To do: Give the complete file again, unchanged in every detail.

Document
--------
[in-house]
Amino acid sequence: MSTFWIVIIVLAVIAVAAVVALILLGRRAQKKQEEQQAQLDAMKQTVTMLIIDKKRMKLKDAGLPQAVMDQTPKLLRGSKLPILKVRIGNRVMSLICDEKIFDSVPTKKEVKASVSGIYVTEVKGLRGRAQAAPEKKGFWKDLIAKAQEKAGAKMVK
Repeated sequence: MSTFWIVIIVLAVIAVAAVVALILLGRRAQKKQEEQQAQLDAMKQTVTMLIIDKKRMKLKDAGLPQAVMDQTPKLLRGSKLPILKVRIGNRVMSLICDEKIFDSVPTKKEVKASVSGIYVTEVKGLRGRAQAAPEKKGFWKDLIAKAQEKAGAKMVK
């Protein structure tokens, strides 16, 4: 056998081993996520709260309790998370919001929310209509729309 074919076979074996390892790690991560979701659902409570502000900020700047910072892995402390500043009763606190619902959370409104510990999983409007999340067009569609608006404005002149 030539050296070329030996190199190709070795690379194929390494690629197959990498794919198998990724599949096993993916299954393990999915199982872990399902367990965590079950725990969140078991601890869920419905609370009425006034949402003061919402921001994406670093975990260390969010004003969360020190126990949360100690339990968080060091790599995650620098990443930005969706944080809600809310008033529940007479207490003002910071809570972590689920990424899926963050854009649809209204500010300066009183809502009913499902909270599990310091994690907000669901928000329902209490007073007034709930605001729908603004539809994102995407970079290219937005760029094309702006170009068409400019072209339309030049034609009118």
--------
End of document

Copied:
[in-house]
Amino acid sequence: MSTFWIVIIVLAVIAVAAVVALILLGRRAQKKQEEQQAQLDAMKQTVTMLIIDKKRMKLKDAGLPQAVMDQTPKLLRGSKLPILKVRIGNRVMSLICDEKIFDSVPTKKEVKASVSGIYVTEVKGLRGRAQAAPEKKGFWKDLIAKAQEKAGAKMVK
Repeated sequence: MSTFWIVIIVLAVIAVAAVVALILLGRRAQKKQEEQQAQLDAMKQTVTMLIIDKKRMKLKDAGLPQAVMDQTPKLLRGSKLPILKVRIGNRVMSLICDEKIFDSVPTKKEVKASVSGIYVTEVKGLRGRAQAAPEKKGFWKDLIAKAQEKAGAKMVK
């Protein structure tokens, strides 16, 4: 056998081993996520709260309790998370919001929310209509729309 074919076979074996390892790690991560979701659902409570502000900020700047910072892995402390500043009763606190619902959370409104510990999983409007999340067009569609608006404005002149 030539050296070329030996190199190709070795690379194929390494690629197959990498794919198998990724599949096993993916299954393990999915199982872990399902367990965590079950725990969140078991601890869920419905609370009425006034949402003061919402921001994406670093975990260390969010004003969360020190126990949360100690339990968080060091790599995650620098990443930005969706944080809600809310008033529940007479207490003002910071809570972590689920990424899926963050854009649809209204500010300066009183809502009913499902909270599990310091994690907000669901928000329902209490007073007034709930605001729908603004539809994102995407970079290219937005760029094309702006170009068409400019072209339309030049034609009118």